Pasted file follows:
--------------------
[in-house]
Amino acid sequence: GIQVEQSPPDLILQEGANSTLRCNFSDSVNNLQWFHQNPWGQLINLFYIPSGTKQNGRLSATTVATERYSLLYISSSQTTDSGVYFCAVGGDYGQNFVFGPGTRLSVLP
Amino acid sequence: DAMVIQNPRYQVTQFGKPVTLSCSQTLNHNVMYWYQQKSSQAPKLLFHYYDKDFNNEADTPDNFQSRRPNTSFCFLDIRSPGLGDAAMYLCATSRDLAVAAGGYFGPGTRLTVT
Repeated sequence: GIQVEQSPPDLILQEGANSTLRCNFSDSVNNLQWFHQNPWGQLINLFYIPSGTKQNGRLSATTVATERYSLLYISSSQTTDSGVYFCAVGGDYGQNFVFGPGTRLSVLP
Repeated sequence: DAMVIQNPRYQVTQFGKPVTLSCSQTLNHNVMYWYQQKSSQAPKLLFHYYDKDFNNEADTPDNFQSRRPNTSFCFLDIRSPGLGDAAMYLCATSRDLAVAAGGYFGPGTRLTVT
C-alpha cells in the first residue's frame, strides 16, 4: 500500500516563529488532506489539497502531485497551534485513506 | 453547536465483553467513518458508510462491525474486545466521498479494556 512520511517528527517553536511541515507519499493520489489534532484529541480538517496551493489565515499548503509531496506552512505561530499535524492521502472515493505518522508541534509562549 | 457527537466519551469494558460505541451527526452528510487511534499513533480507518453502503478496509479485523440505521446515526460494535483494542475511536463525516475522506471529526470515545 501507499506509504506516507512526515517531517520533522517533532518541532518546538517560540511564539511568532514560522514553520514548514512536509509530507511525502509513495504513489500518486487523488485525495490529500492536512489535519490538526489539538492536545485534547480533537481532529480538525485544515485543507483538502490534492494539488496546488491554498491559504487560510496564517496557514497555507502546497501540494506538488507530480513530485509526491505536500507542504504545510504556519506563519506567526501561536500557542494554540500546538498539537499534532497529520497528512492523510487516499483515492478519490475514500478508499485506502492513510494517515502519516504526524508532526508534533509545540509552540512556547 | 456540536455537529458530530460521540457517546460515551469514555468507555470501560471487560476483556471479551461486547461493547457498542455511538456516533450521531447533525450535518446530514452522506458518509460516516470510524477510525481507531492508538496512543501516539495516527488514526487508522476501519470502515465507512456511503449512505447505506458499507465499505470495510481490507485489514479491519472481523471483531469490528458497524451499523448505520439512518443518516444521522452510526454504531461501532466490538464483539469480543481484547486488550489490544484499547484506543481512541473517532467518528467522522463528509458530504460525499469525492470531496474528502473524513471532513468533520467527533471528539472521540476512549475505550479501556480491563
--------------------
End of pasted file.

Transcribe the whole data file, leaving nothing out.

[in-house]
Amino acid sequence: GIQVEQSPPDLILQEGANSTLRCNFSDSVNNLQWFHQNPWGQLINLFYIPSGTKQNGRLSATTVATERYSLLYISSSQTTDSGVYFCAVGGDYGQNFVFGPGTRLSVLP
Amino acid sequence: DAMVIQNPRYQVTQFGKPVTLSCSQTLNHNVMYWYQQKSSQAPKLLFHYYDKDFNNEADTPDNFQSRRPNTSFCFLDIRSPGLGDAAMYLCATSRDLAVAAGGYFGPGTRLTVT
Repeated sequence: GIQVEQSPPDLILQEGANSTLRCNFSDSVNNLQWFHQNPWGQLINLFYIPSGTKQNGRLSATTVATERYSLLYISSSQTTDSGVYFCAVGGDYGQNFVFGPGTRLSVLP
Repeated sequence: DAMVIQNPRYQVTQFGKPVTLSCSQTLNHNVMYWYQQKSSQAPKLLFHYYDKDFNNEADTPDNFQSRRPNTSFCFLDIRSPGLGDAAMYLCATSRDLAVAAGGYFGPGTRLTVT
C-alpha cells in the first residue's frame, strides 16, 4: 500500500516563529488532506489539497502531485497551534485513506 | 453547536465483553467513518458508510462491525474486545466521498479494556 512520511517528527517553536511541515507519499493520489489534532484529541480538517496551493489565515499548503509531496506552512505561530499535524492521502472515493505518522508541534509562549 | 457527537466519551469494558460505541451527526452528510487511534499513533480507518453502503478496509479485523440505521446515526460494535483494542475511536463525516475522506471529526470515545 501507499506509504506516507512526515517531517520533522517533532518541532518546538517560540511564539511568532514560522514553520514548514512536509509530507511525502509513495504513489500518486487523488485525495490529500492536512489535519490538526489539538492536545485534547480533537481532529480538525485544515485543507483538502490534492494539488496546488491554498491559504487560510496564517496557514497555507502546497501540494506538488507530480513530485509526491505536500507542504504545510504556519506563519506567526501561536500557542494554540500546538498539537499534532497529520497528512492523510487516499483515492478519490475514500478508499485506502492513510494517515502519516504526524508532526508534533509545540509552540512556547 | 456540536455537529458530530460521540457517546460515551469514555468507555470501560471487560476483556471479551461486547461493547457498542455511538456516533450521531447533525450535518446530514452522506458518509460516516470510524477510525481507531492508538496512543501516539495516527488514526487508522476501519470502515465507512456511503449512505447505506458499507465499505470495510481490507485489514479491519472481523471483531469490528458497524451499523448505520439512518443518516444521522452510526454504531461501532466490538464483539469480543481484547486488550489490544484499547484506543481512541473517532467518528467522522463528509458530504460525499469525492470531496474528502473524513471532513468533520467527533471528539472521540476512549475505550479501556480491563